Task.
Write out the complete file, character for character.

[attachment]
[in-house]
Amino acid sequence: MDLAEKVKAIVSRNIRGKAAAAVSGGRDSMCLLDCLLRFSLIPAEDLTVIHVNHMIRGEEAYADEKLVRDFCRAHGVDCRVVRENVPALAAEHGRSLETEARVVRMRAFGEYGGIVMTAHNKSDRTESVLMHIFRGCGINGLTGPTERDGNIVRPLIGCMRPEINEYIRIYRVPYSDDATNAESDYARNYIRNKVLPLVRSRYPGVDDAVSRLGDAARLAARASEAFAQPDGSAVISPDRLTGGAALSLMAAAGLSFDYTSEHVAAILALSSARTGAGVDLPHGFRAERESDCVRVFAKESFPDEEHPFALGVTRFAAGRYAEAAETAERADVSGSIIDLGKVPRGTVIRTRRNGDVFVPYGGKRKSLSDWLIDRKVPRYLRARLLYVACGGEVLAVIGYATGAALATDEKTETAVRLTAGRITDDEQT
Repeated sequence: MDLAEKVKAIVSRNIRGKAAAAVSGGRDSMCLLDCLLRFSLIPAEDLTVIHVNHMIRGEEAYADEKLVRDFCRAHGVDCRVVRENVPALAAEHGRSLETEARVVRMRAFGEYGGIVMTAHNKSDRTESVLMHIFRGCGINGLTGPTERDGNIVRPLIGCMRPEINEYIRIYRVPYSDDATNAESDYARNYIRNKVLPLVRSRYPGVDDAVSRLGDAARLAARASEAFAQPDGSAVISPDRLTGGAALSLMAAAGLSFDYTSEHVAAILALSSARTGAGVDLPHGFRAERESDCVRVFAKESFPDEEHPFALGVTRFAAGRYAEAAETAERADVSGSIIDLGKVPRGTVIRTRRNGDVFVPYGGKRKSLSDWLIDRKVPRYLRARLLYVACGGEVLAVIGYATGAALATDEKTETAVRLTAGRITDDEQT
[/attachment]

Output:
[in-house]
Amino acid sequence: MDLAEKVKAIVSRNIRGKAAAAVSGGRDSMCLLDCLLRFSLIPAEDLTVIHVNHMIRGEEAYADEKLVRDFCRAHGVDCRVVRENVPALAAEHGRSLETEARVVRMRAFGEYGGIVMTAHNKSDRTESVLMHIFRGCGINGLTGPTERDGNIVRPLIGCMRPEINEYIRIYRVPYSDDATNAESDYARNYIRNKVLPLVRSRYPGVDDAVSRLGDAARLAARASEAFAQPDGSAVISPDRLTGGAALSLMAAAGLSFDYTSEHVAAILALSSARTGAGVDLPHGFRAERESDCVRVFAKESFPDEEHPFALGVTRFAAGRYAEAAETAERADVSGSIIDLGKVPRGTVIRTRRNGDVFVPYGGKRKSLSDWLIDRKVPRYLRARLLYVACGGEVLAVIGYATGAALATDEKTETAVRLTAGRITDDEQT
Repeated sequence: MDLAEKVKAIVSRNIRGKAAAAVSGGRDSMCLLDCLLRFSLIPAEDLTVIHVNHMIRGEEAYADEKLVRDFCRAHGVDCRVVRENVPALAAEHGRSLETEARVVRMRAFGEYGGIVMTAHNKSDRTESVLMHIFRGCGINGLTGPTERDGNIVRPLIGCMRPEINEYIRIYRVPYSDDATNAESDYARNYIRNKVLPLVRSRYPGVDDAVSRLGDAARLAARASEAFAQPDGSAVISPDRLTGGAALSLMAAAGLSFDYTSEHVAAILALSSARTGAGVDLPHGFRAERESDCVRVFAKESFPDEEHPFALGVTRFAAGRYAEAAETAERADVSGSIIDLGKVPRGTVIRTRRNGDVFVPYGGKRKSLSDWLIDRKVPRYLRARLLYVACGGEVLAVIGYATGAALATDEKTETAVRLTAGRITDDEQT